As I mentioned last time – the implications of Jesus’ words are huge and life-changing. You see, our tendency is to monitor our behaviour while pretty much ignoring our hearts. After all, how do you monitor your heart? Keeping an eye on your behaviour is easy. Besides, I have lots of help with that. I can’t get too far off base in my behaviour without somebody drawing it to my attention. But my heart? That seems a bit more complicated.
But if the items on Jesus’ list emanate from the heart (Matthew 15:19-20), then clearly we need a new monitoring strategy. After all, if we knew how to monitor our hearts, if we knew how to deal with trouble at its source, then perhaps we would see a marked improvement in our behaviour. Makes you wonder why no one ever taught us to do this.
Jesus wasn’t the first to point out the importance of the heart. Nearly a thousand years earlier, Solomon echoed Jesus’ concern when he wrote, “Watch over your heart with all diligence, for from it flow the springs of life” (Proverbs 4:23 NASB). Here we are actually commanded to “watch over” or guard our hearts. The heart is the source.
Somehow, what’s in our hearts, good or bad, is eventually translated into words and deeds. That’s a bit crazy, I know. Especially since it’s so hard to know what’s going on in there. For example, when we hear or see something and suddenly we’re overwhelmed with emotion, we think, That really touched my heart. But we’re always surprised when it happens, aren’t we? Why? Perhaps because we’re so out of touch with our hearts. On the flip side, we’ve all seen and heard things that should have affected us emotionally , and … nothing. No response. And we wonder, What’s wrong with me? Why was everyone else impacted and I just stood there unmoved? Perhaps we have even been accused of being ‘hardhearted’ or having ‘a heart of stone.’ If you’re a guy, you may have even taken pride in the fact that your heart’s not easily moved. But is that a good thing? And is that even true?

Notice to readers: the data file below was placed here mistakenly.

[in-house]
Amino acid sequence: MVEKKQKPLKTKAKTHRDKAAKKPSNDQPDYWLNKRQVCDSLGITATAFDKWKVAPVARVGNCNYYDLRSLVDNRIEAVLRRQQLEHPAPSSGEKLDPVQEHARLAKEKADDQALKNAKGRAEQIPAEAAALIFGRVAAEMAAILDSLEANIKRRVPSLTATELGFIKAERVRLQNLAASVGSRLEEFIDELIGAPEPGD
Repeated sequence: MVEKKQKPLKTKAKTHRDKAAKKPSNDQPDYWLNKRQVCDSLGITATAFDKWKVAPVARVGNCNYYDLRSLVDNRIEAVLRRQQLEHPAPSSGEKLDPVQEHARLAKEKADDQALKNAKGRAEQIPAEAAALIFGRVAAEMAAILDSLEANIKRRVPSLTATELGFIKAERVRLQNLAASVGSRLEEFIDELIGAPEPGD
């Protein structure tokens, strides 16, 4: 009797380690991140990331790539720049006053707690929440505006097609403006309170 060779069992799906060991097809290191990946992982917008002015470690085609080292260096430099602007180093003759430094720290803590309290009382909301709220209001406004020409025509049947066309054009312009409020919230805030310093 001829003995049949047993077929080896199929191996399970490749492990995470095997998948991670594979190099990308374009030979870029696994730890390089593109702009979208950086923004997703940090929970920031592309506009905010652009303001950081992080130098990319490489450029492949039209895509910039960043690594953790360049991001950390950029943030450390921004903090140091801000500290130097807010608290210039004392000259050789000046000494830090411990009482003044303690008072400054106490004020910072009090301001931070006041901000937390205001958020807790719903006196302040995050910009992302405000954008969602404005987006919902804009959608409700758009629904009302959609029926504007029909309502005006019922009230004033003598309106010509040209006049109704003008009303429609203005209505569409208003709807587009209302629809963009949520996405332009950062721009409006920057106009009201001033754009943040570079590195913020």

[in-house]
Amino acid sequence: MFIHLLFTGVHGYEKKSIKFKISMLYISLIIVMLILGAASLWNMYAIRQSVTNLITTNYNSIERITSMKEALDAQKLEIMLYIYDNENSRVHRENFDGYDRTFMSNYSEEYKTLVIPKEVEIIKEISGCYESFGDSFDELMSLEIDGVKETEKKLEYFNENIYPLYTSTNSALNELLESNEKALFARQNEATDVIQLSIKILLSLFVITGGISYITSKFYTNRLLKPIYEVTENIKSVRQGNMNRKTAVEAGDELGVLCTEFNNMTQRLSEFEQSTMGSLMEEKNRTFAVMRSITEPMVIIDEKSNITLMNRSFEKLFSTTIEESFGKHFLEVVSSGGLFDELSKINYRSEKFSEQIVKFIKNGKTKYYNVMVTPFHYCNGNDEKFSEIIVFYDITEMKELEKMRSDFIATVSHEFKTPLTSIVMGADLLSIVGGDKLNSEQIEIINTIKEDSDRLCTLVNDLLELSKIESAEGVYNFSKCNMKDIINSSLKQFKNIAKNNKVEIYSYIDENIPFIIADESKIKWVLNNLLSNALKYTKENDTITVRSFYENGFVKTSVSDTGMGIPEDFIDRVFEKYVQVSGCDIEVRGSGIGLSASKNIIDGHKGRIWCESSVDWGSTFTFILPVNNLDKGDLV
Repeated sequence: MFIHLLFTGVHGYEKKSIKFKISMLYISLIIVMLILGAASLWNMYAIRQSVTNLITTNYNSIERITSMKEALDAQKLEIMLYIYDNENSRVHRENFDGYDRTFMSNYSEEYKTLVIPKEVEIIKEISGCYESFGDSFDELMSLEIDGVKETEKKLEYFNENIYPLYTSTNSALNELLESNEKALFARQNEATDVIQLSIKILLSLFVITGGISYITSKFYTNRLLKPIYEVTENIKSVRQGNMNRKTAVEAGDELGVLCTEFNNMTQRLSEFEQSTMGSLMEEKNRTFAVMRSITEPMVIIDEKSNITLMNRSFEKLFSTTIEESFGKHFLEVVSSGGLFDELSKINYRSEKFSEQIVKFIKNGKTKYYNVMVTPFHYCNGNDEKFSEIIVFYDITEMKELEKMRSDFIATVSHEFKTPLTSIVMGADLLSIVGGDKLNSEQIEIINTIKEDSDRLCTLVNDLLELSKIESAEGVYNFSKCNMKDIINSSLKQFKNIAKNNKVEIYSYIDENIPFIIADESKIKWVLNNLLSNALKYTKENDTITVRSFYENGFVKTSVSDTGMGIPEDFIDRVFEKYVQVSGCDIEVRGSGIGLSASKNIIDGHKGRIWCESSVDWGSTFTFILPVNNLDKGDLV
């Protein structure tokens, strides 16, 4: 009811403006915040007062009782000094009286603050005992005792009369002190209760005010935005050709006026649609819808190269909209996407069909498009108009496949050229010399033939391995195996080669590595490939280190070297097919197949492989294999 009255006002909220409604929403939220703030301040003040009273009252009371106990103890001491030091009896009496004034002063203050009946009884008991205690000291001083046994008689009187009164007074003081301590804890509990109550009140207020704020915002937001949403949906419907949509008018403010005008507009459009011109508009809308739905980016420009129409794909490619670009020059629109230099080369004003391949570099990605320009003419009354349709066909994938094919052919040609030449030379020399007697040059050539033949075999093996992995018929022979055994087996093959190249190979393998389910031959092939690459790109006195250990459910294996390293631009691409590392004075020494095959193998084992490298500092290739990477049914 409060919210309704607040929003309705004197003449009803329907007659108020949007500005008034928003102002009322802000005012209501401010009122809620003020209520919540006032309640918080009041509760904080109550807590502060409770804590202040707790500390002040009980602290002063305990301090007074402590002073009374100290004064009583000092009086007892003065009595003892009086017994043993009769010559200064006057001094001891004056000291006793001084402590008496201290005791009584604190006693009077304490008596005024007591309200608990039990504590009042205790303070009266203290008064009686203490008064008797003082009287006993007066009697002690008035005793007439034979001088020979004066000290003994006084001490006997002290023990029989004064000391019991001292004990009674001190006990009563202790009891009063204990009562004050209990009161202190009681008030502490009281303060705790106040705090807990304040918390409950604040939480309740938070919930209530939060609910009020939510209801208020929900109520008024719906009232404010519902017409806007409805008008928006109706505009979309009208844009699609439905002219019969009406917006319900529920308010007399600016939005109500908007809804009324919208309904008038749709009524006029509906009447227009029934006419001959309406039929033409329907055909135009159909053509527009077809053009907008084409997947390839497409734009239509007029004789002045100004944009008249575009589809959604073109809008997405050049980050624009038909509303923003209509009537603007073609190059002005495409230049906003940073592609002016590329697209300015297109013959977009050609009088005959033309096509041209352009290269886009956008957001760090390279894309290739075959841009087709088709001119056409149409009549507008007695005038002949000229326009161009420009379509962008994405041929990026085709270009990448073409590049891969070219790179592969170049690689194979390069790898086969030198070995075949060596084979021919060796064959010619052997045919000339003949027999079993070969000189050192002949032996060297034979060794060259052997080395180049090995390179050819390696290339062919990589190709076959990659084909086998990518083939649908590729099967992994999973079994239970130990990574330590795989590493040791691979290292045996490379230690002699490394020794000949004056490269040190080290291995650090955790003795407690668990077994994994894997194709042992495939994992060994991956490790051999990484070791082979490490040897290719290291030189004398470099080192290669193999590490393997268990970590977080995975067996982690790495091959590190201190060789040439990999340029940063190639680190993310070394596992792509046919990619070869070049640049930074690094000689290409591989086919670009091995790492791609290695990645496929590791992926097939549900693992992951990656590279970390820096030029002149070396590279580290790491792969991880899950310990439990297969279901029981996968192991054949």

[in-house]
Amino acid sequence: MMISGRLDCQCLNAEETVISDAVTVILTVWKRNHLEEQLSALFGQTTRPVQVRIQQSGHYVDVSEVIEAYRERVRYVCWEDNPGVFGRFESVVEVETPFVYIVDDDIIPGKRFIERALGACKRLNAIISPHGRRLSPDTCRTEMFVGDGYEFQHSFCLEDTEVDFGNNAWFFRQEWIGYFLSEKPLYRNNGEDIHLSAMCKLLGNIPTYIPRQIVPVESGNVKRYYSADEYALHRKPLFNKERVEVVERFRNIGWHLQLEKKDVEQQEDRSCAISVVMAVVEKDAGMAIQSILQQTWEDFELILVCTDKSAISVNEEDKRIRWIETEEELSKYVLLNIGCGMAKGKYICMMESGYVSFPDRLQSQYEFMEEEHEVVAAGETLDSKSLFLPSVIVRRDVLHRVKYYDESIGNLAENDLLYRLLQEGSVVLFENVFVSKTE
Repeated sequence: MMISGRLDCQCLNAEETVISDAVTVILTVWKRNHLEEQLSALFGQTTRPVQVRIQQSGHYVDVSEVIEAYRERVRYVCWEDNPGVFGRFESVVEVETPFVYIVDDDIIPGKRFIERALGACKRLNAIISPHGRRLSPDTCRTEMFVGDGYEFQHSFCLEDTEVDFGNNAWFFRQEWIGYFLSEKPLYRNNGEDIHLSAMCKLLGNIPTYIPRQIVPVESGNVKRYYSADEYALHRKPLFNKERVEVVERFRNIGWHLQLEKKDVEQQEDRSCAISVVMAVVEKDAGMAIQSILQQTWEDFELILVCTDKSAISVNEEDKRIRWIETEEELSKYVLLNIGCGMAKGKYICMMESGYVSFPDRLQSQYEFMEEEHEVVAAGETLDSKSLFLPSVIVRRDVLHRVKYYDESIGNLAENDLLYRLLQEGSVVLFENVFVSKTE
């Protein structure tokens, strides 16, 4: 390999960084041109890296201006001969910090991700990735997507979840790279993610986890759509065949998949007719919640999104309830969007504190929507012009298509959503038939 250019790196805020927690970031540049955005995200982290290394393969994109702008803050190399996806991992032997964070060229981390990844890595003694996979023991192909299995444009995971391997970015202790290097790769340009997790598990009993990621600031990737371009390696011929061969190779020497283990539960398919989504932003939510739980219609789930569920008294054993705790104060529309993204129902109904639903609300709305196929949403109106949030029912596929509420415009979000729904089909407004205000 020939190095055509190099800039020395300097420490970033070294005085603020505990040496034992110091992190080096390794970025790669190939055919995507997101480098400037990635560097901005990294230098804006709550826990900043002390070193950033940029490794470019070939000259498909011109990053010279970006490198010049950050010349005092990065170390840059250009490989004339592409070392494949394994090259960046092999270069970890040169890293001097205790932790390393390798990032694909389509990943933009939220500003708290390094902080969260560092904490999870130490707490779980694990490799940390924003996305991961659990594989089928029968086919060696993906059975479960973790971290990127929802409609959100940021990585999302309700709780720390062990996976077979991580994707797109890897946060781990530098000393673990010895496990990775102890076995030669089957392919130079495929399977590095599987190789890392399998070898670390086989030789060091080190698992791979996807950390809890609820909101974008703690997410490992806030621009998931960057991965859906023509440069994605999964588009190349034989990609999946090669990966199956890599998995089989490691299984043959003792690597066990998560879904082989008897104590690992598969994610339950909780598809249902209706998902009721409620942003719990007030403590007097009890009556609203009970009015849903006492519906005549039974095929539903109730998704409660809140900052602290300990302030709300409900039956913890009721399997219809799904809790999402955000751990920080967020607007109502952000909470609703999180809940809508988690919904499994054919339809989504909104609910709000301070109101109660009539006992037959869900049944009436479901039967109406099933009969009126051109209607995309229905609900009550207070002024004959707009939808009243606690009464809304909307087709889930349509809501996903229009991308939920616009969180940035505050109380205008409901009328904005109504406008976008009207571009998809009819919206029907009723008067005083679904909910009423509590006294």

The heart is such a mystery. In fact, one prophet asked of the heart, “Who can understand it?” (Jeremiah 17:9). Good question. The implication is, nobody. With which I really concur. And even if we do understand it, we certainly can’t control it — which is all the more reason we need to learn to monitor it. Like the seismic activity of a dormant volcano, what you don’t know can hurt you. If you’ve suffered the consequences from anything on Jesus’ from-the-heart list, you know that to be a fact.
Suddenly someone files for divorce.
Suddenly a kid’s grades drop and his attitude changes.
Suddenly a harmless pastime becomes a destructive habit.
Out of nowhere devastating words pierce the soul of an unsuspecting loved one.
We’ve all seen it, felt it, even caused it. Just as Jesus predicted, what originates in the secret place won’t always remain a secret. Eventually it finds its way into our homes, offices, and neighbourhoods.
Okay, so we’re all volcanoes waiting to erupt. Now what? How do we combat something we can’t even see? How do we guard — or maybe it would be more appropriate to say, guard against — our hearts? How do we monitor what’s going on in that secret place that has the potential to go public at any moment?
I’m glad you asked!